Linked by Thom Holwerda on Sat 22nd Dec 2012 00:38 UTC, submitted by sonic2000gr
PC-BSD PC-BSD 9.1 has been released. "The PC-BSD team is pleased to announce that version 9.1 is now available! This release includes many exciting new features and enhancements, such as a vastly improved system installer, ZFS 'Boot Environment' support, TrueOS (a FreeBSD based server with additional power-user utilities), and much more!" PC-BSD 9.1 is based on the soon-to-be released FreeBSD 9.1-RELEASE with several enhancements, including an updated installer, better ZFS support during installation, bug fixes and new GUI configuration/administrative utilities.
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No live DVD?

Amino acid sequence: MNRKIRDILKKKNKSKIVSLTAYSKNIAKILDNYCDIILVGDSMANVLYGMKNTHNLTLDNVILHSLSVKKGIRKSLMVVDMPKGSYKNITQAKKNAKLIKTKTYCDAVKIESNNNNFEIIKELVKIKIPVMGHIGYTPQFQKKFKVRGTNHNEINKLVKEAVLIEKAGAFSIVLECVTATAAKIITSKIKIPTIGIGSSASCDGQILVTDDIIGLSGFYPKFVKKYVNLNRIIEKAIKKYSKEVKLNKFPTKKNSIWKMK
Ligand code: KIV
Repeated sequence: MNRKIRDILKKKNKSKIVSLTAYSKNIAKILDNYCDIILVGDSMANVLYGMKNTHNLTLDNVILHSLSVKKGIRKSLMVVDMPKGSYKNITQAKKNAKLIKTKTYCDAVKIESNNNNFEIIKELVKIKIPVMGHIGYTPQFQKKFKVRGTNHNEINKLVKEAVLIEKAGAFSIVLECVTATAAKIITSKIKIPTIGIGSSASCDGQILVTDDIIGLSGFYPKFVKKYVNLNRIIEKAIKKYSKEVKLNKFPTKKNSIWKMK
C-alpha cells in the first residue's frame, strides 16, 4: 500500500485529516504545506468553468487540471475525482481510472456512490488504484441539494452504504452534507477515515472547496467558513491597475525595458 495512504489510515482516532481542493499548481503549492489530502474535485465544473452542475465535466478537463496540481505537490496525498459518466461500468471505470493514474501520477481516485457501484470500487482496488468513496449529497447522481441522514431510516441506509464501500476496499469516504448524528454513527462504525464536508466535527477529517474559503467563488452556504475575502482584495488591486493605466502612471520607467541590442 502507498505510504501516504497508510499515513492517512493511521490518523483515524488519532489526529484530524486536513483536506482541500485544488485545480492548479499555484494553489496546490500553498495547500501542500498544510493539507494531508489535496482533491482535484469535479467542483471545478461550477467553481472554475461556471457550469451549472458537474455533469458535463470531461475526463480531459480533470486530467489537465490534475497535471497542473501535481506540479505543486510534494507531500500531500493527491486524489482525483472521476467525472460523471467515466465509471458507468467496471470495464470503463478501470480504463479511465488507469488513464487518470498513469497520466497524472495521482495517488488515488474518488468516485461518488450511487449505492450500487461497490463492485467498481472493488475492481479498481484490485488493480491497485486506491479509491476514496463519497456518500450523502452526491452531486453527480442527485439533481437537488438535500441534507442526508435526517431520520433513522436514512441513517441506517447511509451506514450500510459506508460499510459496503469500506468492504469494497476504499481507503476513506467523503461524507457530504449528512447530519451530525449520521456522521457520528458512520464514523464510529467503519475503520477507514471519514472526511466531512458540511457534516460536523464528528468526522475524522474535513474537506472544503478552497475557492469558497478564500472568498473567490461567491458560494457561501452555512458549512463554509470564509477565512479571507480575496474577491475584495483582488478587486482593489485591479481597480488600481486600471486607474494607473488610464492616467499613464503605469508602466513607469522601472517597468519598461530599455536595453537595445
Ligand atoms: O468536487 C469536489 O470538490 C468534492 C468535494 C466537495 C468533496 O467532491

by UltraZelda64 on Sat 22nd Dec 2012 02:15 UTC
UltraZelda64
Member since:
2006-12-05

Where did it go?

Reply Score: 2

RE: No live DVD?
by Morgan on Sat 22nd Dec 2012 03:46 UTC in reply to "No live DVD?"
Morgan Member since:
2005-06-29

I couldn't find it either, so I just installed it on a spare hard drive. Pretty slick so far, the only issue I've had is that downloading from the App Café is really slow. That's to be expected with a new release though.

It's not quite ready to replace Manjaro Linux on my main workstation just yet, but it may earn a place on my Mac mini soon!

Reply Score: 3

RE[2]: No live DVD?
by UltraZelda64 on Sat 22nd Dec 2012 03:51 UTC in reply to "RE: No live DVD?"
UltraZelda64 Member since:
2006-12-05

Yeah, my problem is I can't spare any room for it (maybe when I delete the Win8 eval partitions), so for now a live DVD is the only way. That's somewhat disappointing. How is it compared to 9.0?

Edited 2012-12-22 03:53 UTC

Reply Score: 2